As an instructor, I am guided by the mission of helping students develop a critical analysis of history and the social world through interrogating taken-for-granted beliefs and ideas. In particular, I seek to instill in students a sociological lens with which to understand the social construction of society. I do this, first, by helping students understand the ways in which social environments constrain individual choices, making some pathways in life more likely and others less likely. Second, I help students see how society is demarcated by social groups (by race, gender, class, sexuality, etc.), who possess the power to define boundaries for these groups, and the consequences of such categorizations for social and economic stratification.

My teaching is informed by my own experience as a first-generation college student, my previous teaching experiences with a variety of student populations (e.g. student parents, returning students, first-generation students, international students) and the knowledge that I have accumulated from my research on poverty, inequality, and education. I prioritize building an inclusive classroom for marginalized students, designing classroom activities that promote the application of sociological concepts, and developing assignments that cultivate students’ analytical skills.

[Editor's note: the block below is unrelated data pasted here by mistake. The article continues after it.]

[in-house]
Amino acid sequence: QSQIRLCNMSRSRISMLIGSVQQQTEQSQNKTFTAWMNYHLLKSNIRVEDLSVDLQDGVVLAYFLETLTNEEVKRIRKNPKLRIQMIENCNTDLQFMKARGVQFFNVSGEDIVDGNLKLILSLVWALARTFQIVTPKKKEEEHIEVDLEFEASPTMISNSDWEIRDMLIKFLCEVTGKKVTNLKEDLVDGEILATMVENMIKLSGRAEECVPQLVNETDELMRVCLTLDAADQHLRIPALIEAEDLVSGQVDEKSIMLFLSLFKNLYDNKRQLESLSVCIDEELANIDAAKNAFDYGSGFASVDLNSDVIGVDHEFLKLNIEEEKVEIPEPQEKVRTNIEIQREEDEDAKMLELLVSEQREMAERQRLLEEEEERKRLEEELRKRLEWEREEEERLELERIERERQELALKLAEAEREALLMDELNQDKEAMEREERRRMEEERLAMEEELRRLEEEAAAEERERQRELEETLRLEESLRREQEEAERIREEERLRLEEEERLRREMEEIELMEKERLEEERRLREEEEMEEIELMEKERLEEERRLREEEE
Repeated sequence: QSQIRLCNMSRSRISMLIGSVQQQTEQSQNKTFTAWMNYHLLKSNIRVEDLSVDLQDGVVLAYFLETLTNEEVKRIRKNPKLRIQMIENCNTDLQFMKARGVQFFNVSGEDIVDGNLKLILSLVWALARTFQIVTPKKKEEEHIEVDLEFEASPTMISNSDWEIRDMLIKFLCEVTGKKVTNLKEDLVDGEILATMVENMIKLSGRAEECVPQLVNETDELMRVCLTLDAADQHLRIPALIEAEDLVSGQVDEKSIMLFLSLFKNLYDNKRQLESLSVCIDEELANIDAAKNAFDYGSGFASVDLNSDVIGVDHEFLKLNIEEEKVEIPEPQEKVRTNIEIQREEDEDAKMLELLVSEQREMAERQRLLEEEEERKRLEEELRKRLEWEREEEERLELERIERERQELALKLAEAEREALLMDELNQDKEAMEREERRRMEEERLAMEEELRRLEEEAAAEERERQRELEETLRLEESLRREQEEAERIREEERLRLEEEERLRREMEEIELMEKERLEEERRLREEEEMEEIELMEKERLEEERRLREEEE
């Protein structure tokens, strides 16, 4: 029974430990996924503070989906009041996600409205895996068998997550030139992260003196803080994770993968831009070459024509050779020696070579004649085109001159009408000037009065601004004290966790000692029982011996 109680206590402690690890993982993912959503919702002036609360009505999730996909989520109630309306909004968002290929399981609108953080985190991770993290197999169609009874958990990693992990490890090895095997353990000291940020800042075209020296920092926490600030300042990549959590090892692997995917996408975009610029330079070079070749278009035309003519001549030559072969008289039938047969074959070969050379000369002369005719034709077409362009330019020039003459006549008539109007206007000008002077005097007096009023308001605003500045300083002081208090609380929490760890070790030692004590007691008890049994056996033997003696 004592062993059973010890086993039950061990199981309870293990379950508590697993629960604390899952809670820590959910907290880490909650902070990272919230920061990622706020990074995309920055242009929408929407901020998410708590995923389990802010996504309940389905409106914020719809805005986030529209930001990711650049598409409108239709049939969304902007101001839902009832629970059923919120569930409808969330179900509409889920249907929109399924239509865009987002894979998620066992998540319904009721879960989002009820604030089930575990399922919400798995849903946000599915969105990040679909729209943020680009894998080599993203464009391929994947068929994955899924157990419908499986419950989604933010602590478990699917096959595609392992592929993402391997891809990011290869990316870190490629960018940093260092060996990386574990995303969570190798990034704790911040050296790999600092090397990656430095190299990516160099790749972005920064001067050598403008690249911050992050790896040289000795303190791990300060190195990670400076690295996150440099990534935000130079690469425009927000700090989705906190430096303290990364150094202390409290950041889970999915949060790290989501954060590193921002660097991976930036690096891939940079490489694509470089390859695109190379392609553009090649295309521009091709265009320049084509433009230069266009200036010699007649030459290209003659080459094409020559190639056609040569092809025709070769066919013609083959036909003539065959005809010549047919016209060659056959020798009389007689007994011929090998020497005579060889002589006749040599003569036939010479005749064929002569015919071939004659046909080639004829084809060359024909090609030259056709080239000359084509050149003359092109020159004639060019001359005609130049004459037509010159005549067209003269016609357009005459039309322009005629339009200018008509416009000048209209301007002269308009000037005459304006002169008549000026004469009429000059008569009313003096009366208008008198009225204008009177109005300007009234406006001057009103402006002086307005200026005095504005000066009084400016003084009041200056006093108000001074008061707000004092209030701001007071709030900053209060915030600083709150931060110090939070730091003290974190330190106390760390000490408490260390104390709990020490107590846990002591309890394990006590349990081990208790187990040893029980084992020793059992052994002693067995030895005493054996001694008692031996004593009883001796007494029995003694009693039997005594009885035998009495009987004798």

While my primary goal is to instill in students a sociological perspective that enhances their ability to understand and navigate the social world, my ultimate aim is to provide students with a critical thinking mindset, which revolves around questioning why society is the way it is. When students stop taking things around them for granted or accepting things the ways they are, it will spur them to challenge societal norms that can lead to a more just and equitable society. In the process, it will expose advantaged students to their privilege and marginalized students to a different understanding of society that can be empowering.